“We are not looking for photo ops or trying to make ourselves look good in the press,” said Bruce LeVell, a jeweler from Atlanta who is executive director of the National Diversity Coalition for Trump. “We are looking at seriously hey, Mr. RNC—or should I say Mr. and Mrs. RNC, because it is an entity in itself—how can we help you? And in return, they are like, well, how can you help us?”
Some 35 members of Trump’s unofficial diversity team have confirmed they will travel to RNC headquarters in Washington to meet with its leadership, LeVell says. The group, which Trump has met with, also includes Cleveland pastor Darrell Scott, reality TV star Omarosa Manigault, and Trump business advisor Michael Cohen.
They plan to meet July 1 with the RNC’s deputy political director Jennifer Korn and national director of African American initiatives Telly Lovelace. Chairman Reince Priebus, LeVell says, has not yet confirmed his participation. “The RNC invited the NDC for Trump to meet with us,” an RNC official confirmed to TIME. “The meeting is still in the planning stages. We look forward to working together.”
In the Third District congressional runoff, Republican Drew Ferguson this morning picked up the endorsement of defeated rival Jim Pace. Ferguson ran a close second to state Sen. Mike Crane, R-Newnan. From the press release:
With Pace’s endorsement, all five of the other candidates in this year’s GOP primary have endorsed Drew over state Sen. Mike Crane who essentially tied Ferguson in the primary. Supporters of these candidates made up roughly 73 percent of the votes cast in the primary when added to Drew’s 27 percent.
On Thursday, we told you that Republican leaders in the U.S. House had thwarted a Democratic attempt to load up a spending bill shepherded by Tom Graves, R-Ranger, with some rather controversial amendments.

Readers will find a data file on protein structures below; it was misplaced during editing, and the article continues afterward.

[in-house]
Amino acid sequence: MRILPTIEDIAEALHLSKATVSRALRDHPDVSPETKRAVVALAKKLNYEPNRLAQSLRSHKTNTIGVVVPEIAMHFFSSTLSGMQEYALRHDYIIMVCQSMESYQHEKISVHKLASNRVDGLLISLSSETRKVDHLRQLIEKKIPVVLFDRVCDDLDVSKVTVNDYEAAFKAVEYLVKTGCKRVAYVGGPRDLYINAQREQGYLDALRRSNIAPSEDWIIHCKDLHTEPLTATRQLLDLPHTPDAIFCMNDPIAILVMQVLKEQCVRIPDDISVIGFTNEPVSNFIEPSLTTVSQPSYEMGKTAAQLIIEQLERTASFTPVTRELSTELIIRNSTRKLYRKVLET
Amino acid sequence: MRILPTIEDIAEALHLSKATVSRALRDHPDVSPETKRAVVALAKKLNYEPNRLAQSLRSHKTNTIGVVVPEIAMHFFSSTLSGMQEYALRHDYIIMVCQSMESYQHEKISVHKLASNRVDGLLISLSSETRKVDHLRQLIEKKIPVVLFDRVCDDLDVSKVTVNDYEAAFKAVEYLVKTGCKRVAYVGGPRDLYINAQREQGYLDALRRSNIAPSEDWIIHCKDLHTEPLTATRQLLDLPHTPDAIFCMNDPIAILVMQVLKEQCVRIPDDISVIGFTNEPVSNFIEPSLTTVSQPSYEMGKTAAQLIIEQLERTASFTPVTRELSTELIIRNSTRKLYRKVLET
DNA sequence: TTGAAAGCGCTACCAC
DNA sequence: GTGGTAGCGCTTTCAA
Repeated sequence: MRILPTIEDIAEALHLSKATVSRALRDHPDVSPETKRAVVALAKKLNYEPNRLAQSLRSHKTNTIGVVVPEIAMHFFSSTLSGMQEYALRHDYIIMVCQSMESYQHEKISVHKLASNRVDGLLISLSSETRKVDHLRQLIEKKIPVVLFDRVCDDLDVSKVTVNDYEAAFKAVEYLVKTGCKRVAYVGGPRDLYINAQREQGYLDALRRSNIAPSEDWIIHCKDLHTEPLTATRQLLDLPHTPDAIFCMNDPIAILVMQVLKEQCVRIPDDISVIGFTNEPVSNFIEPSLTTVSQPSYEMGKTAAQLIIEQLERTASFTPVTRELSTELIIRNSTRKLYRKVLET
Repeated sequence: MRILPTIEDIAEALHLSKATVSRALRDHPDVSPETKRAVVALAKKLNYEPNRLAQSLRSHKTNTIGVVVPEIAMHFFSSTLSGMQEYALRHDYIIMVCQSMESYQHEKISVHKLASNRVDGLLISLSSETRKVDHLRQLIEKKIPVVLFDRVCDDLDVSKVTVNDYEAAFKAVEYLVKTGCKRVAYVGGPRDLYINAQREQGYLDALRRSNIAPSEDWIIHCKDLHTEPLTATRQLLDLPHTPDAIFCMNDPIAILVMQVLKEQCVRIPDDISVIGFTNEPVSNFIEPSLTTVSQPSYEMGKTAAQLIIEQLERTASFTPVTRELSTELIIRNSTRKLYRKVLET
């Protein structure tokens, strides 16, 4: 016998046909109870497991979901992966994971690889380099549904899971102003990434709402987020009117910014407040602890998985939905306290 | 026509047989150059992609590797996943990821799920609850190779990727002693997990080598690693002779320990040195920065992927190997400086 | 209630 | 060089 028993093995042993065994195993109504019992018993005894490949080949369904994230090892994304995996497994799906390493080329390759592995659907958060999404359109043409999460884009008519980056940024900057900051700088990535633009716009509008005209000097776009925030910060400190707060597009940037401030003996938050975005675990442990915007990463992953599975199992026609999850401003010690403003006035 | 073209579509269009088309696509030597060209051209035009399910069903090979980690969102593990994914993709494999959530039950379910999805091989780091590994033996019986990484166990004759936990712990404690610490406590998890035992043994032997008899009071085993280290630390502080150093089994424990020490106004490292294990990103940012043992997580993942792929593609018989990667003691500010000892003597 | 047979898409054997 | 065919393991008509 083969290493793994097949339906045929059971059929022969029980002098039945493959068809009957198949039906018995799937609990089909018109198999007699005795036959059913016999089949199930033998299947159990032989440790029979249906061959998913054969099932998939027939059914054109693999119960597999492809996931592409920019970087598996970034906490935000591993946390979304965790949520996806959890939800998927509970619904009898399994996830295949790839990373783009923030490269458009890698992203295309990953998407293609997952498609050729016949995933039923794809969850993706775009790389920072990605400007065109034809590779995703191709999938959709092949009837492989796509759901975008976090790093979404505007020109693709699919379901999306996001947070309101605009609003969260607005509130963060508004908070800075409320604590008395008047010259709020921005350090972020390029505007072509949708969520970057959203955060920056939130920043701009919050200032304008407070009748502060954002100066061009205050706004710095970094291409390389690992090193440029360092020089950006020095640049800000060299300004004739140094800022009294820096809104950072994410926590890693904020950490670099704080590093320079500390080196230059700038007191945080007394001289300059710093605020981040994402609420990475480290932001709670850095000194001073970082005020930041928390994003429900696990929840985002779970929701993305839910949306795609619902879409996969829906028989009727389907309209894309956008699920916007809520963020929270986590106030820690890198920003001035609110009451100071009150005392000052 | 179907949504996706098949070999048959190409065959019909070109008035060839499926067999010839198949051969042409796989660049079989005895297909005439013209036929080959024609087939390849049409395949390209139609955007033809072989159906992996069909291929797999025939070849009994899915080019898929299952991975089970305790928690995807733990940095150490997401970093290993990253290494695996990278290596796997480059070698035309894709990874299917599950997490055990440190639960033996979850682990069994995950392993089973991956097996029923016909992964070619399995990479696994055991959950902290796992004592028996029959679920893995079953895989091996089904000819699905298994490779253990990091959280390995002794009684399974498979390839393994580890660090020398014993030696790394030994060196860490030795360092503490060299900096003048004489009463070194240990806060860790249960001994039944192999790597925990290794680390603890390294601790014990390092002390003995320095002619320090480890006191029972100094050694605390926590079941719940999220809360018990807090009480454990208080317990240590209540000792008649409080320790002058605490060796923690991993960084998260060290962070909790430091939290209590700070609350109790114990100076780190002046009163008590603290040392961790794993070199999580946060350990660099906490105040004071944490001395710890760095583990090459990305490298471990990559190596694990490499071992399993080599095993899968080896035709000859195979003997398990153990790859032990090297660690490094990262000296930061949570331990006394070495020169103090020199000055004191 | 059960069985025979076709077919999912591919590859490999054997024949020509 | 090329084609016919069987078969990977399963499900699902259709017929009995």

But last night, as the House debated the $3.5 billion bill, which deals primarily with congressional spending, Democrats continued to slam Graves and his GOP colleagues for including language in a sidecar to the bill that would essentially compel the Library of Congress to continue using the term “illegal alien,” among other terms, to describe undocumented immigrants.
Florida Democrat Debbie Wasserman Schultz compared the term to the word “Negro.”
“We evolve in this country and it is understandable that someone who was not a member of a group of immigrants wouldn’t understand that that term could be pejorative,” Schultz told Graves on the House floor. “We should evolve as a society.”
Graves shot back, saying that the language in question would keep the Library of Congress’ system consistent with terminology used in Supreme Court decisions and federal laws for decades.
“We’re actually helping the library here. We’re not telling them what words to use. We’re just saying ‘hey, be consistent with U.S. law,'” Graves said. “That keeps it pretty simple, I believe.”